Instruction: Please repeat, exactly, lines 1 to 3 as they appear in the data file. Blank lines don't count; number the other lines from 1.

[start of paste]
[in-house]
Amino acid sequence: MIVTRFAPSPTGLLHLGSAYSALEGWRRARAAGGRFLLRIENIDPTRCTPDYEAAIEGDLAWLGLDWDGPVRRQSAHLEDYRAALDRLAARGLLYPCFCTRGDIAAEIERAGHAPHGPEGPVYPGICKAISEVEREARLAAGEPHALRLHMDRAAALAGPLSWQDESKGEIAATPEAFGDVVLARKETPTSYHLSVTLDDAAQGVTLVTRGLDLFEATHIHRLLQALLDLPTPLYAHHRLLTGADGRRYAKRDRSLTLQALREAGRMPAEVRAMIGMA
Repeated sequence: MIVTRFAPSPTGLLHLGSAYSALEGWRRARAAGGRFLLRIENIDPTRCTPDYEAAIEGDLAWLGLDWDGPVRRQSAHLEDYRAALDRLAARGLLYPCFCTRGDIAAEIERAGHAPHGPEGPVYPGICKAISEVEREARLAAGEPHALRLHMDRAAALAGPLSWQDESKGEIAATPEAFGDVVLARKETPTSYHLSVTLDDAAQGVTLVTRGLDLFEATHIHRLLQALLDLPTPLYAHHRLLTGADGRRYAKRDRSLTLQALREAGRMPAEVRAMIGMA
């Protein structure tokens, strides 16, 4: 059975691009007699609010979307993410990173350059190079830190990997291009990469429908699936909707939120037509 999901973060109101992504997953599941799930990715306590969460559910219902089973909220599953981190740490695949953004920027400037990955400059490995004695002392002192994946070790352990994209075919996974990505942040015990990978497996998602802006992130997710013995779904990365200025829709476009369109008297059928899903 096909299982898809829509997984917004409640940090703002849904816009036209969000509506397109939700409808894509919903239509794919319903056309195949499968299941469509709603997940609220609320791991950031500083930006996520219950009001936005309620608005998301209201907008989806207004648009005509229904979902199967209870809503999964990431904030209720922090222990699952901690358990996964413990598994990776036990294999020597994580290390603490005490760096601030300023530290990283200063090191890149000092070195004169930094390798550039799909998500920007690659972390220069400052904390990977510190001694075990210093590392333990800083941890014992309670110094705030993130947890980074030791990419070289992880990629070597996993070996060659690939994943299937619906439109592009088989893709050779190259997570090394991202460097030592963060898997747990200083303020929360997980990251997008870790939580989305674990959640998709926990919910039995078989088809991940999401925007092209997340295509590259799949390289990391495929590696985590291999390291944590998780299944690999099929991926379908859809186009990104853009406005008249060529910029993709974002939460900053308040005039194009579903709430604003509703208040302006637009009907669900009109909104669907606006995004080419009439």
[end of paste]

[in-house]
Amino acid sequence: MIVTRFAPSPTGLLHLGSAYSALEGWRRARAAGGRFLLRIENIDPTRCTPDYEAAIEGDLAWLGLDWDGPVRRQSAHLEDYRAALDRLAARGLLYPCFCTRGDIAAEIERAGHAPHGPEGPVYPGICKAISEVEREARLAAGEPHALRLHMDRAAALAGPLSWQDESKGEIAATPEAFGDVVLARKETPTSYHLSVTLDDAAQGVTLVTRGLDLFEATHIHRLLQALLDLPTPLYAHHRLLTGADGRRYAKRDRSLTLQALREAGRMPAEVRAMIGMA
Repeated sequence: MIVTRFAPSPTGLLHLGSAYSALEGWRRARAAGGRFLLRIENIDPTRCTPDYEAAIEGDLAWLGLDWDGPVRRQSAHLEDYRAALDRLAARGLLYPCFCTRGDIAAEIERAGHAPHGPEGPVYPGICKAISEVEREARLAAGEPHALRLHMDRAAALAGPLSWQDESKGEIAATPEAFGDVVLARKETPTSYHLSVTLDDAAQGVTLVTRGLDLFEATHIHRLLQALLDLPTPLYAHHRLLTGADGRRYAKRDRSLTLQALREAGRMPAEVRAMIGMA